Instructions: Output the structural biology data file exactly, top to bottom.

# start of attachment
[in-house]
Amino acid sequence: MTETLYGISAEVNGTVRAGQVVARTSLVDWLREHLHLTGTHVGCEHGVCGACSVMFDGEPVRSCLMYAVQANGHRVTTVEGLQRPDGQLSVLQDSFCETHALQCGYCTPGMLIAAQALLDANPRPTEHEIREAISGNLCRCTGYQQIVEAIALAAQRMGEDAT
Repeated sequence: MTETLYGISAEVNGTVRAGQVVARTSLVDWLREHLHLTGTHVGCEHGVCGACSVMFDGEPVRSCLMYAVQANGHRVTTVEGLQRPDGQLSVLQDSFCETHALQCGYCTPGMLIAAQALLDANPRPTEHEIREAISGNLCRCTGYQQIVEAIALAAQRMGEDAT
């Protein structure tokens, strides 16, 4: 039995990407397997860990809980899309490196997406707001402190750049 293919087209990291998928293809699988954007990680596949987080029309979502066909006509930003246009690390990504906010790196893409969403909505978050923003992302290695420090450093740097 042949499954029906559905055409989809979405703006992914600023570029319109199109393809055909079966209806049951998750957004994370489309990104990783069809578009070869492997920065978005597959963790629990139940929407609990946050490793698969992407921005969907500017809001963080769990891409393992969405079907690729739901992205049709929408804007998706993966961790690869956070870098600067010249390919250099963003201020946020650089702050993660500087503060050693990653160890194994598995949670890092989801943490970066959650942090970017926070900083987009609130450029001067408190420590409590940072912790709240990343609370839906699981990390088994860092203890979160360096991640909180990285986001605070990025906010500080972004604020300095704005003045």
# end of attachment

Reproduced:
[in-house]
Amino acid sequence: MTETLYGISAEVNGTVRAGQVVARTSLVDWLREHLHLTGTHVGCEHGVCGACSVMFDGEPVRSCLMYAVQANGHRVTTVEGLQRPDGQLSVLQDSFCETHALQCGYCTPGMLIAAQALLDANPRPTEHEIREAISGNLCRCTGYQQIVEAIALAAQRMGEDAT
Repeated sequence: MTETLYGISAEVNGTVRAGQVVARTSLVDWLREHLHLTGTHVGCEHGVCGACSVMFDGEPVRSCLMYAVQANGHRVTTVEGLQRPDGQLSVLQDSFCETHALQCGYCTPGMLIAAQALLDANPRPTEHEIREAISGNLCRCTGYQQIVEAIALAAQRMGEDAT
């Protein structure tokens, strides 16, 4: 039995990407397997860990809980899309490196997406707001402190750049 293919087209990291998928293809699988954007990680596949987080029309979502066909006509930003246009690390990504906010790196893409969403909505978050923003992302290695420090450093740097 042949499954029906559905055409989809979405703006992914600023570029319109199109393809055909079966209806049951998750957004994370489309990104990783069809578009070869492997920065978005597959963790629990139940929407609990946050490793698969992407921005969907500017809001963080769990891409393992969405079907690729739901992205049709929408804007998706993966961790690869956070870098600067010249390919250099963003201020946020650089702050993660500087503060050693990653160890194994598995949670890092989801943490970066959650942090970017926070900083987009609130450029001067408190420590409590940072912790709240990343609370839906699981990390088994860092203890979160360096991640909180990285986001605070990025906010500080972004604020300095704005003045």